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Let heaven and men and devils, let them all,
Iago. Be wise, and get you home.
Your sword upon a woman!
I will not.
[lago offers to stab Emilia. Fie!
Emil. O thou dull Moor! that handkerchief thou speak'st
I found by fortune and did give my husband;
Villanous whore !
Emil. She give it Cassio! no, alas, I found it,
Filth, thou liest!
was written at or about the time of
223. of] Ff, on Qq. 228. give] Ff, gave Qq. man," he says: "And what worde I do speake, be it in myrth or in borde, The foule evyl shalbe at the end of my worde." These extracts bear upon the mode of speech. But so much was the north held in dislike that it gave rise to several proverbs. "Out of the North all ill comes forth" is as old as Hakluyt, 1599, and much older in Latin. North came to mean bad, coarse, clownish, broad. Compare Beaumont and Fletcher's Mons. ·Thomas, i. 3: "Some northern toy, a little broad"; and in Nice Valour, i. I (Dyce's Beaumont and Fletcher, x. 301), " a northern fellow" is a "coarse" fellow. See also Middleton's Mich. Tem. i. 1 (1607). I imagine this is the sense of Emilia's simile. She does not, fortunately, have time to indulge much in "profane" language, but she felt equal to it, in quantities. This play
229. Filth] harlot. Compare Timon, IV. i. 6. Cotgrave has: "fille perdue: a desperate filth," etc. Mr. Craig supplied me with the following from North's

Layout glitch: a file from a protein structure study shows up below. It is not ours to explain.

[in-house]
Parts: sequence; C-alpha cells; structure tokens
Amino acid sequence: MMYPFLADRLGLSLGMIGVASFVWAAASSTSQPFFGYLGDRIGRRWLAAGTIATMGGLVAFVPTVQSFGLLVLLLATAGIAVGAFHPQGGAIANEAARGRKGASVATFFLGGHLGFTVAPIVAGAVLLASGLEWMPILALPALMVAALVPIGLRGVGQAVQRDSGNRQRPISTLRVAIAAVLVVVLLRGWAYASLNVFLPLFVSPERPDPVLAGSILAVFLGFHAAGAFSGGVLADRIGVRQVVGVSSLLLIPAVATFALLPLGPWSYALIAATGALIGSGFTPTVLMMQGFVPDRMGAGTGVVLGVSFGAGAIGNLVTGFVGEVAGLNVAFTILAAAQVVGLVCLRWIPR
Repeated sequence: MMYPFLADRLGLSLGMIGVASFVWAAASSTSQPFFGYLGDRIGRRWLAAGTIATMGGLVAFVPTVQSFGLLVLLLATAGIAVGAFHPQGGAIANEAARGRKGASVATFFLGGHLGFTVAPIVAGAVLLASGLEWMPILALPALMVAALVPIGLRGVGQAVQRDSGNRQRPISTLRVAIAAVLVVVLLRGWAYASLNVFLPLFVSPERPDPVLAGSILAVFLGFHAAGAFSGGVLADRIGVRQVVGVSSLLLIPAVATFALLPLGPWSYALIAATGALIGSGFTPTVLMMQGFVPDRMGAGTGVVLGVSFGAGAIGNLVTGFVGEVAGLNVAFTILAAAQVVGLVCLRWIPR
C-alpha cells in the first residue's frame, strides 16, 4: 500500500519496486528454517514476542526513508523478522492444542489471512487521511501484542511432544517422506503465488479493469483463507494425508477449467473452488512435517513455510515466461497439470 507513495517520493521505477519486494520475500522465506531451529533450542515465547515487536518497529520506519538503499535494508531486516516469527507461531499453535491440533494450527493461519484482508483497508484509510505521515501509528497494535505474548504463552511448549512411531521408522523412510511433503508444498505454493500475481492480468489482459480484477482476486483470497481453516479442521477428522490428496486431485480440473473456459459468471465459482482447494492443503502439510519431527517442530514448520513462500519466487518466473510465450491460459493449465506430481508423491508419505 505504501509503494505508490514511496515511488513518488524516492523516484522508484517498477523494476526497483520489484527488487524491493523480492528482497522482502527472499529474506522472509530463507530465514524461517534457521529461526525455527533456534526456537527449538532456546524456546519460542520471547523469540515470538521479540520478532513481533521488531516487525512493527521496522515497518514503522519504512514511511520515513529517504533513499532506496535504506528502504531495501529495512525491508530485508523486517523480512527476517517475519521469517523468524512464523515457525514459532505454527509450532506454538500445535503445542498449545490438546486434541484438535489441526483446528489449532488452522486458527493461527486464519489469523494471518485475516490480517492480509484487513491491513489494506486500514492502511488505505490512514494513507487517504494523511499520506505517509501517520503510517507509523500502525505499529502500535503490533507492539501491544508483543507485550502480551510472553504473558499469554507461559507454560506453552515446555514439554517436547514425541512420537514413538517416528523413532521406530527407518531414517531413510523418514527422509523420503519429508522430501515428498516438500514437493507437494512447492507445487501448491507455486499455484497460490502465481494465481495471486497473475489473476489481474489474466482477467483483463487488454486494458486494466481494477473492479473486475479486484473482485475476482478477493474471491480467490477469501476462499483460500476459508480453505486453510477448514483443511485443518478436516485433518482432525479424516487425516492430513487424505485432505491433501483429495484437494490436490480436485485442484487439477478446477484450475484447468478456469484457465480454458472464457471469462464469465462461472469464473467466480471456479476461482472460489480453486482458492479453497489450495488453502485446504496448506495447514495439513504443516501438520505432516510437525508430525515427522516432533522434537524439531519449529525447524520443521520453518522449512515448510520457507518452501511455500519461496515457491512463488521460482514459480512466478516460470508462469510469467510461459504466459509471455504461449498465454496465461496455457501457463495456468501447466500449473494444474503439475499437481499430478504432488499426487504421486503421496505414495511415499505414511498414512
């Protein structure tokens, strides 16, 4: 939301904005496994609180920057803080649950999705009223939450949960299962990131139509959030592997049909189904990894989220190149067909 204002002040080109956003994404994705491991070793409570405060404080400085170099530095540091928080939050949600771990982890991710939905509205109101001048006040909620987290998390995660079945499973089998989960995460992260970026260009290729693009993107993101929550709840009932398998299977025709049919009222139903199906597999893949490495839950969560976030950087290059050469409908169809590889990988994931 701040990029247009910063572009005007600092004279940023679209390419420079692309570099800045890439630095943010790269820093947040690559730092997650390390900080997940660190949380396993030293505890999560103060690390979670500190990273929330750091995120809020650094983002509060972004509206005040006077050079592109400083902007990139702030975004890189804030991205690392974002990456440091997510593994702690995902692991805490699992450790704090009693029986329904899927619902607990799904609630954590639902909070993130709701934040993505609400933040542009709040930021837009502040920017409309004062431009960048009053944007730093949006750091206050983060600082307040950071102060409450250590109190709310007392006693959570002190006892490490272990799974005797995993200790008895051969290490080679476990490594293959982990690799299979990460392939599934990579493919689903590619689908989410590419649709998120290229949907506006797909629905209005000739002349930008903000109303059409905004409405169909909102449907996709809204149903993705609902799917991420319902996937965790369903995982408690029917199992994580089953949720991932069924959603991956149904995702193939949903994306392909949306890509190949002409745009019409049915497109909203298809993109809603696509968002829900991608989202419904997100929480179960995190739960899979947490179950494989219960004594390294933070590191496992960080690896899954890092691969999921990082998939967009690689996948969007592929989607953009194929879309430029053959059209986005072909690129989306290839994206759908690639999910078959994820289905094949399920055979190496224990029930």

Emil. By heaven, I do not, I do not, gentlemen.
O murderous coxcomb! what should such a fool
Are there no stones in heaven
Gra. The woman falls; sure, he hath kill'd his wife.
Mon. 'Tis a notorious villain. Take you this weapon,
Come, guard the door without; let him not pass,
[Exeunt Montano and Gratiano.
I am not valiant neither,
But every puny whipster gets my sword.
232. wife] Ff, woman Qq. 233. Precious] Ff; pretious Q 1; pernitious Q 2, 3; [He exit.] Globe ("from behind" after Iago), Craig; The Moore runs at Iago, Iago kills his wife Qq, after woman? (wife?), line 232; Iago stabs Emilia, then runs out. Steevens (1793), Dyce (ed. 2); omitted Ff. 235. [Exit Iago, Qq]. 237. you this] Ff, your Qq. 238. here] Qq, omitted Ff. 241. [Exeunt Gratiano] Qq et seq., Globe, Craig; Exeunt all but Othello and Emilia. Cambridge; Exit. Ff.
Plutarch, Comp. between Aristides and Cato, ed. 1595, p. 391: 66 because his sonne could not abide his filth," and five lines lower, " a young harlatry filth."
232.] Can heaven not spare one bolt for this villain? Is it all needed for thunder? Shakespeare has "thunderstone" in Julius Cæsar, I. iii. 49, and in Cymbeline, IV. ii. 271. Nares quotes "Jove's fell thunder-stone" from Chapman's Homer's Iliad, bk. xv. (1598). 233. Precious] perfect, selected; as if priceless, exquisite. Stronger than irony.
237. notorious] See above, IV. ii. 141. Egregious, notable" (Schmidt).
238. recover'd] obtained, gained. A word used by the early navigators, as it is in Tempest, III. ii. 16, and Two Gentlemen of Verona, v. i. 12. Compare Best's Narrative of Frobisher's Second Voyage (Payne, ed. 1880, p. 75), 1577: we passed up into the country about two English miles, and recovered the top of a high hill."
242. whipster] a contemptible fellow. The term was used by Gabriel Harvey similarly, in Pierce's Supererogation (Grosart, ii. 63), 1593; and in The
But why should honour outlive honesty?
What did thy song bode, lady?
So come my soul to bliss, as I speak true;
[She dies. 250
It is a sword of Spain, the ice-brook's temper.—
244-246. What . . . willow.] omitted Q 1. omitted Qq, Ff, Craig; Willow
246. [Singing] Dyce et seq.; willow] in italics Qq, Ff (willough Ff), Steevens, etc. 249. I die, I die] Qq; alas, I die Ff; [She dies] Qq; omitted 251. It is] Qq, It was Ff; the ice-brook's] F 3, 4; the Isebrookes Qq; the Ebro's